He added: "When you look at the formula for one million sq ft employment space (at a redeveloped Chatham Docks), the minimum that would provide is 2,000."
Public transport upgrades, by bringing back use of the railway line to the docks from Gillingham station, had been dismissed.
Mr Whittaker said this would instead be used as a green cycle and pedestrian route linking the station with other walkways and riverside routes from Gillingham Pier to St Mary's Island.
He added the bus service would be the main public transport access for the development but would see 5,000 HGV movements taken off the road.
In terms of improving the environment and quality of living, Mr Whittaker said his company had received "regular complaints" from residents from St Mary's Island and at the apartments at Gillingham Pier due to the level of noise the site currently generates.
He said: "This port is 24/7 and when the tide is high at 3am, a ship is going to come in and it's going to load and offload and clearly, with steel manufacturing, there's a lot of noise and dust that's created from that and that's why we get complaints."
Medway Council's draft Local Plan, which was published last month, indicated the authority's wish to re-designate the land from employment to mixed-use.
The plan is still being worked on after a decision was made not to go ahead with a vote among councillors to begin the plans' public consultation process.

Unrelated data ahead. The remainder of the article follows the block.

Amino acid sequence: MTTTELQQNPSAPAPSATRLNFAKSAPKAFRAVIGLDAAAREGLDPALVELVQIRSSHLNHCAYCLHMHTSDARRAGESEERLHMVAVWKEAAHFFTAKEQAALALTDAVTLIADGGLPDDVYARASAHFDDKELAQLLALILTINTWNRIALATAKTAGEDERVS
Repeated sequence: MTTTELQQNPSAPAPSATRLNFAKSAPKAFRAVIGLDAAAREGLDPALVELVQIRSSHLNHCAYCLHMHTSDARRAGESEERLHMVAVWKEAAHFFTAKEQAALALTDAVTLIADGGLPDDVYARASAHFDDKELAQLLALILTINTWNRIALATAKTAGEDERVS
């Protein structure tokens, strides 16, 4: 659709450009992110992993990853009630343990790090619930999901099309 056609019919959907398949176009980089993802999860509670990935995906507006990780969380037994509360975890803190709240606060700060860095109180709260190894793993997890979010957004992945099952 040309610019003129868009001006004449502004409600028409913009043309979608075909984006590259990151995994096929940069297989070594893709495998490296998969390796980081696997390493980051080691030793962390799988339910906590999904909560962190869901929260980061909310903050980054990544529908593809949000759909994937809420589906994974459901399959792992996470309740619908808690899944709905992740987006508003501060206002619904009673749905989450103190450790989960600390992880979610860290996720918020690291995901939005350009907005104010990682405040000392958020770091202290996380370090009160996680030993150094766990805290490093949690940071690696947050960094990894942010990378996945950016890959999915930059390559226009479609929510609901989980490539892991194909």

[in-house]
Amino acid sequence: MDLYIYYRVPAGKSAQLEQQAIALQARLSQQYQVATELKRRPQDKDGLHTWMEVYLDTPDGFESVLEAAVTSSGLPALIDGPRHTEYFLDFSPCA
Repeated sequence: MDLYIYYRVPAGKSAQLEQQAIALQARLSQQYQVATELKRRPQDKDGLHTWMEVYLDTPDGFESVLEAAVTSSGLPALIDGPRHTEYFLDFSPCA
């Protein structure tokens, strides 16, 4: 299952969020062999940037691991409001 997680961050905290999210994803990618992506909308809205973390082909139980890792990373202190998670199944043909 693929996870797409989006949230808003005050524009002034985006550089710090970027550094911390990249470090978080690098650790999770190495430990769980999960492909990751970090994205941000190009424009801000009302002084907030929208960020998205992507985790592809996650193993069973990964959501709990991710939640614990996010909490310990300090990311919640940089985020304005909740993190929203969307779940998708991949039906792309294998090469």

Mr Davidson said: "It's the Local Plan process which is the right forum we think for a balanced debate about the pros and cons for allocating this site for a mixed-use development."
He went on to say there was "no funding available" to replace the lockgates, and explained how work is being done with the 22 tenants based at the Docks to look at relocation.
Medway Council has written to tenants offering them support packages worth up to £500,000 and to suggest moving options.
Mr Whittaker said the authority had been asked to help with the re-location, putting forward sites under their ownership – including landlocked Rochester Airport and the as-yet undeveloped former Kingsnorth power station on the Isle of Grain.
He also said they had been working with Locate in Kent, which provides support to businesses looking to move to the county, saying how the company had written to every single port owner in the south east with one so far coming back to advance discussions about tenants moving elsewhere.
A spokesman for the Save Chatham Docks campaign described the masterplan coming forward as "fantasy" and "meaningless" as the proposals for change of use of the site in the Local Plan had failed to win backing from councillors so far.
They added businesses had received "no communication" about official offers of relocating to other sites.
"It's about Peel making a huge land sale. They won't build it, it will be housebuilders.
"The only people who get rich out of this is Peel and frankly to the detriment of everyone else."
The development of the Docks leads on from Peel L&P's transformation of the neighbouring Chatham Waters site which includes Waterfront UTC, Asda, the Mast and Rigging pub, and a total of 950 homes which will eventually come forward.
The company says that a further £350 million is to be invested on the Chatham Waters site over the next four years, "specifically on green community areas and an events zone."
The masterplan for Chatham Docks is due to be consulted on at a later date.